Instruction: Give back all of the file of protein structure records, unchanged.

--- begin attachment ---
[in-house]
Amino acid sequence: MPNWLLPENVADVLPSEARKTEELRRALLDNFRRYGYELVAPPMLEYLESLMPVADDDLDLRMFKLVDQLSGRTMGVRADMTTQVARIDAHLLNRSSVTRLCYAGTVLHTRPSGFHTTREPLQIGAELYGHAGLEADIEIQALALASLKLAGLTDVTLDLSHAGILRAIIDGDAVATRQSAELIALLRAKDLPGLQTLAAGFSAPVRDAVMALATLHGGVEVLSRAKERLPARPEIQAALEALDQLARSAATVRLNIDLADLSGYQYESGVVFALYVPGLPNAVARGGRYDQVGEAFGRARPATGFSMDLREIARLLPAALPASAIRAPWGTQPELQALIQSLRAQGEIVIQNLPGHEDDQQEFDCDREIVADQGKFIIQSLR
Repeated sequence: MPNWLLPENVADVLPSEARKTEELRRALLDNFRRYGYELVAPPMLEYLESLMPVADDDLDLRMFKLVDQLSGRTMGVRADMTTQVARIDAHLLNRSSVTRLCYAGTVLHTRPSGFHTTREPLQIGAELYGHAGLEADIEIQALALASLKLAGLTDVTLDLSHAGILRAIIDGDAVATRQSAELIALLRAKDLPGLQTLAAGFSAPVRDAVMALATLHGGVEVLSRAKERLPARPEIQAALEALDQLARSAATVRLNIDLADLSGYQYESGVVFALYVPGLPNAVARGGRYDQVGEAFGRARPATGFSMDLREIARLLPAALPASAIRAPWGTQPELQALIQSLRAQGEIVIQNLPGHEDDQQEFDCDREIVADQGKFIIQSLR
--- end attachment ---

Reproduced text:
[in-house]
Amino acid sequence: MPNWLLPENVADVLPSEARKTEELRRALLDNFRRYGYELVAPPMLEYLESLMPVADDDLDLRMFKLVDQLSGRTMGVRADMTTQVARIDAHLLNRSSVTRLCYAGTVLHTRPSGFHTTREPLQIGAELYGHAGLEADIEIQALALASLKLAGLTDVTLDLSHAGILRAIIDGDAVATRQSAELIALLRAKDLPGLQTLAAGFSAPVRDAVMALATLHGGVEVLSRAKERLPARPEIQAALEALDQLARSAATVRLNIDLADLSGYQYESGVVFALYVPGLPNAVARGGRYDQVGEAFGRARPATGFSMDLREIARLLPAALPASAIRAPWGTQPELQALIQSLRAQGEIVIQNLPGHEDDQQEFDCDREIVADQGKFIIQSLR
Repeated sequence: MPNWLLPENVADVLPSEARKTEELRRALLDNFRRYGYELVAPPMLEYLESLMPVADDDLDLRMFKLVDQLSGRTMGVRADMTTQVARIDAHLLNRSSVTRLCYAGTVLHTRPSGFHTTREPLQIGAELYGHAGLEADIEIQALALASLKLAGLTDVTLDLSHAGILRAIIDGDAVATRQSAELIALLRAKDLPGLQTLAAGFSAPVRDAVMALATLHGGVEVLSRAKERLPARPEIQAALEALDQLARSAATVRLNIDLADLSGYQYESGVVFALYVPGLPNAVARGGRYDQVGEAFGRARPATGFSMDLREIARLLPAALPASAIRAPWGTQPELQALIQSLRAQGEIVIQNLPGHEDDQQEFDCDREIVADQGKFIIQSLR